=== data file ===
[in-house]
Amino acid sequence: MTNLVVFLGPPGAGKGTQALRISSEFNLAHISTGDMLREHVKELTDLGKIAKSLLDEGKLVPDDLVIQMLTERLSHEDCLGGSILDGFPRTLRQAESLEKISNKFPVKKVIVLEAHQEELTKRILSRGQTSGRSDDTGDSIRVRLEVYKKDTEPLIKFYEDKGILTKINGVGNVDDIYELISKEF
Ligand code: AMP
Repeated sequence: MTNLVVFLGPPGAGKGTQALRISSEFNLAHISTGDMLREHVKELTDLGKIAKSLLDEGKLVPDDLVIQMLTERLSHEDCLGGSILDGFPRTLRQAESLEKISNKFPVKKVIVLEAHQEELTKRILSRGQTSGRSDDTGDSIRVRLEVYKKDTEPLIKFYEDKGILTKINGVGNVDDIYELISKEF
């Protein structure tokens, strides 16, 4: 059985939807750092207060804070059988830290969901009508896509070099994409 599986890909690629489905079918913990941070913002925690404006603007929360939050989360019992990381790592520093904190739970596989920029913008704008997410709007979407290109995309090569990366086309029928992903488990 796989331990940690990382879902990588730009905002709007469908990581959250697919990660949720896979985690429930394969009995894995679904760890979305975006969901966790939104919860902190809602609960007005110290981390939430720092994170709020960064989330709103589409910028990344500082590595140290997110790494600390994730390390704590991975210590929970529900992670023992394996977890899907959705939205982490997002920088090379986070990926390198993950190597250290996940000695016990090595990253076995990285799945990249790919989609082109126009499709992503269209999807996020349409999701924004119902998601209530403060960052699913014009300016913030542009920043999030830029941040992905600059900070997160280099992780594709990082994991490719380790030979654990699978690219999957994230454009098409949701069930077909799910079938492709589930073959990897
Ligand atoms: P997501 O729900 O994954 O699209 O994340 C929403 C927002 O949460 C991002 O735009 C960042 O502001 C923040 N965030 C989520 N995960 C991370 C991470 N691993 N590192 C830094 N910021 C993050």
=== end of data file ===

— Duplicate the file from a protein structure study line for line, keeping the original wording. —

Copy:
[in-house]
Amino acid sequence: MTNLVVFLGPPGAGKGTQALRISSEFNLAHISTGDMLREHVKELTDLGKIAKSLLDEGKLVPDDLVIQMLTERLSHEDCLGGSILDGFPRTLRQAESLEKISNKFPVKKVIVLEAHQEELTKRILSRGQTSGRSDDTGDSIRVRLEVYKKDTEPLIKFYEDKGILTKINGVGNVDDIYELISKEF
Ligand code: AMP
Repeated sequence: MTNLVVFLGPPGAGKGTQALRISSEFNLAHISTGDMLREHVKELTDLGKIAKSLLDEGKLVPDDLVIQMLTERLSHEDCLGGSILDGFPRTLRQAESLEKISNKFPVKKVIVLEAHQEELTKRILSRGQTSGRSDDTGDSIRVRLEVYKKDTEPLIKFYEDKGILTKINGVGNVDDIYELISKEF
């Protein structure tokens, strides 16, 4: 059985939807750092207060804070059988830290969901009508896509070099994409 599986890909690629489905079918913990941070913002925690404006603007929360939050989360019992990381790592520093904190739970596989920029913008704008997410709007979407290109995309090569990366086309029928992903488990 796989331990940690990382879902990588730009905002709007469908990581959250697919990660949720896979985690429930394969009995894995679904760890979305975006969901966790939104919860902190809602609960007005110290981390939430720092994170709020960064989330709103589409910028990344500082590595140290997110790494600390994730390390704590991975210590929970529900992670023992394996977890899907959705939205982490997002920088090379986070990926390198993950190597250290996940000695016990090595990253076995990285799945990249790919989609082109126009499709992503269209999807996020349409999701924004119902998601209530403060960052699913014009300016913030542009920043999030830029941040992905600059900070997160280099992780594709990082994991490719380790030979654990699978690219999957994230454009098409949701069930077909799910079938492709589930073959990897
Ligand atoms: P997501 O729900 O994954 O699209 O994340 C929403 C927002 O949460 C991002 O735009 C960042 O502001 C923040 N965030 C989520 N995960 C991370 C991470 N691993 N590192 C830094 N910021 C993050």